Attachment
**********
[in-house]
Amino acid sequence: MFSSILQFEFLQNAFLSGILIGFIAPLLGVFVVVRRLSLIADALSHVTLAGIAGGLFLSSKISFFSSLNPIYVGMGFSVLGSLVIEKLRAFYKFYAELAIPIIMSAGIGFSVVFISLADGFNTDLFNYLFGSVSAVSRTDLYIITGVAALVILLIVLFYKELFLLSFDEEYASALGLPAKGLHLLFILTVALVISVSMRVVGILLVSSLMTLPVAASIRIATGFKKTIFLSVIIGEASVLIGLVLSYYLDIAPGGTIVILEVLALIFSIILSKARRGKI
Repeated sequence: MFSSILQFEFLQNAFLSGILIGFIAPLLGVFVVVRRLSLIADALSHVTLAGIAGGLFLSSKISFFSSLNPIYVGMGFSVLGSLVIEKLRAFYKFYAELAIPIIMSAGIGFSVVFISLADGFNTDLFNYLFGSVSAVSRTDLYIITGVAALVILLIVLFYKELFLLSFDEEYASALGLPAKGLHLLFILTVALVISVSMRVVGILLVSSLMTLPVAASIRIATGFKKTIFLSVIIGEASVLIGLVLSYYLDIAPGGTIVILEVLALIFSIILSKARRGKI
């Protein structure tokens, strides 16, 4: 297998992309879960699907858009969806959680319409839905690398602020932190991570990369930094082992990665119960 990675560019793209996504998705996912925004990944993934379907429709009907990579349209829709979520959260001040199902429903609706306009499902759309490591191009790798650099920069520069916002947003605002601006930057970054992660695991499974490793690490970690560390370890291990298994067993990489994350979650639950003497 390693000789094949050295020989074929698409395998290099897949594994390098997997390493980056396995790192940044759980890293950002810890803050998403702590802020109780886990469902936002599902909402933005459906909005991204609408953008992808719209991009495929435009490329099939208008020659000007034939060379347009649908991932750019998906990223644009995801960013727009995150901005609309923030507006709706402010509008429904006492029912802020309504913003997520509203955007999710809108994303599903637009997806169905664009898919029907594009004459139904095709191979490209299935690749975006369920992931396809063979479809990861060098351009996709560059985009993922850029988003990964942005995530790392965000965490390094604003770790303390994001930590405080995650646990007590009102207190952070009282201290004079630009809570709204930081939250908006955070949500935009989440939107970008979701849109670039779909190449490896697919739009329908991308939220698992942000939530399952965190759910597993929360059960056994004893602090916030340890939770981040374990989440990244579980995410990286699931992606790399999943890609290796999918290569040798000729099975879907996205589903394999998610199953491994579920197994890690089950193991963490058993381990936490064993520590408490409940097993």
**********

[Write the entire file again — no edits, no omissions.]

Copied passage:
[in-house]
Amino acid sequence: MFSSILQFEFLQNAFLSGILIGFIAPLLGVFVVVRRLSLIADALSHVTLAGIAGGLFLSSKISFFSSLNPIYVGMGFSVLGSLVIEKLRAFYKFYAELAIPIIMSAGIGFSVVFISLADGFNTDLFNYLFGSVSAVSRTDLYIITGVAALVILLIVLFYKELFLLSFDEEYASALGLPAKGLHLLFILTVALVISVSMRVVGILLVSSLMTLPVAASIRIATGFKKTIFLSVIIGEASVLIGLVLSYYLDIAPGGTIVILEVLALIFSIILSKARRGKI
Repeated sequence: MFSSILQFEFLQNAFLSGILIGFIAPLLGVFVVVRRLSLIADALSHVTLAGIAGGLFLSSKISFFSSLNPIYVGMGFSVLGSLVIEKLRAFYKFYAELAIPIIMSAGIGFSVVFISLADGFNTDLFNYLFGSVSAVSRTDLYIITGVAALVILLIVLFYKELFLLSFDEEYASALGLPAKGLHLLFILTVALVISVSMRVVGILLVSSLMTLPVAASIRIATGFKKTIFLSVIIGEASVLIGLVLSYYLDIAPGGTIVILEVLALIFSIILSKARRGKI
């Protein structure tokens, strides 16, 4: 297998992309879960699907858009969806959680319409839905690398602020932190991570990369930094082992990665119960 990675560019793209996504998705996912925004990944993934379907429709009907990579349209829709979520959260001040199902429903609706306009499902759309490591191009790798650099920069520069916002947003605002601006930057970054992660695991499974490793690490970690560390370890291990298994067993990489994350979650639950003497 390693000789094949050295020989074929698409395998290099897949594994390098997997390493980056396995790192940044759980890293950002810890803050998403702590802020109780886990469902936002599902909402933005459906909005991204609408953008992808719209991009495929435009490329099939208008020659000007034939060379347009649908991932750019998906990223644009995801960013727009995150901005609309923030507006709706402010509008429904006492029912802020309504913003997520509203955007999710809108994303599903637009997806169905664009898919029907594009004459139904095709191979490209299935690749975006369920992931396809063979479809990861060098351009996709560059985009993922850029988003990964942005995530790392965000965490390094604003770790303390994001930590405080995650646990007590009102207190952070009282201290004079630009809570709204930081939250908006955070949500935009989440939107970008979701849109670039779909190449490896697919739009329908991308939220698992942000939530399952965190759910597993929360059960056994004893602090916030340890939770981040374990989440990244579980995410990286699931992606790399999943890609290796999918290569040798000729099975879907996205589903394999998610199953491994579920197994890690089950193991963490058993381990936490064993520590408490409940097993």